Though absolutes should generally be avoided, it's safe to say "Diaz: Don't Clean Up This Blood" breaks the record for most truncheon beatings in one movie.
Though absolutes should generally be avoided, it’s safe to say “Diaz: Don’t Clean Up This Blood” breaks the record for most truncheon beatings in one movie. It’s also high on the sadistic-cop list, since the over-the-top brutality rivals that of the most blatant propaganda films. Few intelligent people would deny the horrific level of violence inflicted on G8 protestors in Genoa in 2001, but Daniele Vicari overplays his bloated re-creation in every scene until viewers feel pummelled into annoyed tedium rather than outraged righteousness. Finding an audience will be a battle in itself.
Though certain to get released in the three countries that backed the film, the pic is unlikely to see strong returns. Italians, famously unwilling to read subtitles, won’t cotton to the multi-lingo approach, on top of which the country unfortunately tends to push recent traumas off the radar. Some crix might be forgiving thanks to the subject, but even fest support will be minimal. Given its structure, “Diaz” would be better turned into a two-part TV movie.
An international cast is stuffed into so many stories that there’s little emotional attachment apart from impersonal pangs of sympathy at seeing someone beaten to semi-consciousness. A tossed glass bottle shattering on the pavement divides the pic into segments, each focusing on the p.o.v. of protestors, cops and journalists, but the structure feels lost and the bottle’s only possible utility is as a signal for commercial breaks.
“Diaz” offers no background, especially problematic with some of the Black Bloc characters, a small band of violent anarchists who came to Genoa with the intention of wreaking havoc. Pic cries out for some understanding of why and wherefore but Vicari and his scripters don’t seem concerned with deep roles.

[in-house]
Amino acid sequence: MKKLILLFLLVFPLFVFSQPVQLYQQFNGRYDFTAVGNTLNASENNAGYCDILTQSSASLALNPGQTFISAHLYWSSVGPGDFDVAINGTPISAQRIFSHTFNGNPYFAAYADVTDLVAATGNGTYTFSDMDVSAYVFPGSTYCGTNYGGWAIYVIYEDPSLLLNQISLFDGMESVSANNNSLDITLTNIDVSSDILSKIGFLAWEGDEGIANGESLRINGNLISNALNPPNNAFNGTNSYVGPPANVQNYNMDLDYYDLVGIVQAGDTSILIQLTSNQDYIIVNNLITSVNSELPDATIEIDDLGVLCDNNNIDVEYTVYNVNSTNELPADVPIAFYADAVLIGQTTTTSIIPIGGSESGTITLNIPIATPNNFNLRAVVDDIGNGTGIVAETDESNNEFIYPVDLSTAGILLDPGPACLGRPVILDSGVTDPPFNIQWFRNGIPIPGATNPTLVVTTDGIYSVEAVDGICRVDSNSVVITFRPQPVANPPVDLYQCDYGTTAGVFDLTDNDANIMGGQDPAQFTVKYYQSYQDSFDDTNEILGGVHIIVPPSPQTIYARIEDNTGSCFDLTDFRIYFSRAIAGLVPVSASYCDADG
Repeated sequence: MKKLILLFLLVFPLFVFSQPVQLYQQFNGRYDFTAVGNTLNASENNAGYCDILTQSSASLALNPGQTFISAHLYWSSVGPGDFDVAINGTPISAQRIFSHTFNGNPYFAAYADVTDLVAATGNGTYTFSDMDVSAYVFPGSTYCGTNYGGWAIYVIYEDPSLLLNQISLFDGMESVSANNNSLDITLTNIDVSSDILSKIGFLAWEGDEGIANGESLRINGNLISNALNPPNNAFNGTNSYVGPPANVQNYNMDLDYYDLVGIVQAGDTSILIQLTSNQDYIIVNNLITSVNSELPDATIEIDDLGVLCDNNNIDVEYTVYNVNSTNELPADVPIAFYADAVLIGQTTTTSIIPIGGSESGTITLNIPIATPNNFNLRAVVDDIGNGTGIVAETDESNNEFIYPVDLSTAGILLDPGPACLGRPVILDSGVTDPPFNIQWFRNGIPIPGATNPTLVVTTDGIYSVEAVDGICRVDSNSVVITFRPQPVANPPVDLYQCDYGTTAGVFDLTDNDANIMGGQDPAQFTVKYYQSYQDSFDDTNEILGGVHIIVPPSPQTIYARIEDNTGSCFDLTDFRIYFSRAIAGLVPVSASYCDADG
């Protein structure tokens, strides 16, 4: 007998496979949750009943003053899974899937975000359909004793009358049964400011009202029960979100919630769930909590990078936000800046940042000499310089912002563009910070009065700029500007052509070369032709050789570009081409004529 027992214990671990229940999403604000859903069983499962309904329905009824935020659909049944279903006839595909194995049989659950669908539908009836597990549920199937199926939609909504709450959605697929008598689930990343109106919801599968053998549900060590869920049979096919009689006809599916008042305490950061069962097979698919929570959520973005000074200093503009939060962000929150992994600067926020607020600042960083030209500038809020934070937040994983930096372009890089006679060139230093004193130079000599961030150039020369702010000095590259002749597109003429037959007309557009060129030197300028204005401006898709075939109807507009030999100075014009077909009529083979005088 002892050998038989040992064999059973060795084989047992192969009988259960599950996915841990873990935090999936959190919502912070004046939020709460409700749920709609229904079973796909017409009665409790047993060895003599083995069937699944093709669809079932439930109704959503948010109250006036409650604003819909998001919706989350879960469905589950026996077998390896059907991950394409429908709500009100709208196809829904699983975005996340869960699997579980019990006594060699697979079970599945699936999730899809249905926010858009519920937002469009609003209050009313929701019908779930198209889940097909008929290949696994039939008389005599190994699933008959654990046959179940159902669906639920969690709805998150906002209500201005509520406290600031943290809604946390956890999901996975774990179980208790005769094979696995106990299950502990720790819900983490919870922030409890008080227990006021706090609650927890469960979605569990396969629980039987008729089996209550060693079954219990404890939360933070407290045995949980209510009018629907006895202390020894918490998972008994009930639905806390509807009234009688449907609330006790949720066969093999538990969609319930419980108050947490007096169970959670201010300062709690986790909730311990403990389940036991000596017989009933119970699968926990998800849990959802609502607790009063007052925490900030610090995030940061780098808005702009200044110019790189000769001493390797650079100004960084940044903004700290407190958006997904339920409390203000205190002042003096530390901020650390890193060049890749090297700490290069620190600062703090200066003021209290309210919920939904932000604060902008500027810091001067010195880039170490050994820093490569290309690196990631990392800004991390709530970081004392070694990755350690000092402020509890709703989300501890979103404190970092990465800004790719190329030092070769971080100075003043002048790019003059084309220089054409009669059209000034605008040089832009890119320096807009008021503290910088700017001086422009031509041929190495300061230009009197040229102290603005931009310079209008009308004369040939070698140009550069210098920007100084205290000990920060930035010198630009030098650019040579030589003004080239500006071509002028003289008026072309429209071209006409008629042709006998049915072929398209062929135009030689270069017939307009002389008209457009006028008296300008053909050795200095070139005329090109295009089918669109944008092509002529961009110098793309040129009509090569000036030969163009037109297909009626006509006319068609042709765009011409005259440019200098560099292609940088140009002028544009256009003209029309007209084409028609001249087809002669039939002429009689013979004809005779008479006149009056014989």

In general outline: Badass cops were furious that a small core of international hooligans with an anarchist agenda were goading them via semi-organized street chaos. With the complicity of evil suits, the police raided the Diaz school, where hundreds of mostly peaceful demonstrators were legally sleeping. After beating everyone to a bloody pulp, they hauled their victims off to jail where many endured further assaults and humiliation. All this is reported in several docus, including “The Summit,” which preemed in the Panorama sidebar at Berlin.
“Diaz” has no focus, but some of the characters include good cop Max (Claudio Santamaria); Luca (Elio Germano), the journalist in the wrong place at the wrong time; Alma (Jennifer Ulrich), the German demonstrator who suffers the worst torture; Marco (Davide Iacopini), the idealistic organizer; and Etienne (Ralph Amoussou), the French anarchist. Luca, Alma and most of the cast are doused in splashes of the 13.2 gallons of blood listed in the press notes.
Grainy lensing emphasizes the gritty action, paired with helicopter shots of Genoa whose out-of-focus edges recall snapper Ben Thomas’ “Cityshrinker” series of model cities. It looks nice, but nothing in the pic explains why these scenes are there. Editing is so messy it’s hard to believe Benni Atria also worked on the immaculately cut “Le quattro volte.”
Awkward title refers to a moment after the melee, when a sign was posted that read “Don’t Clean Up This Blood,” meaning the event itself mustn’t be washed away.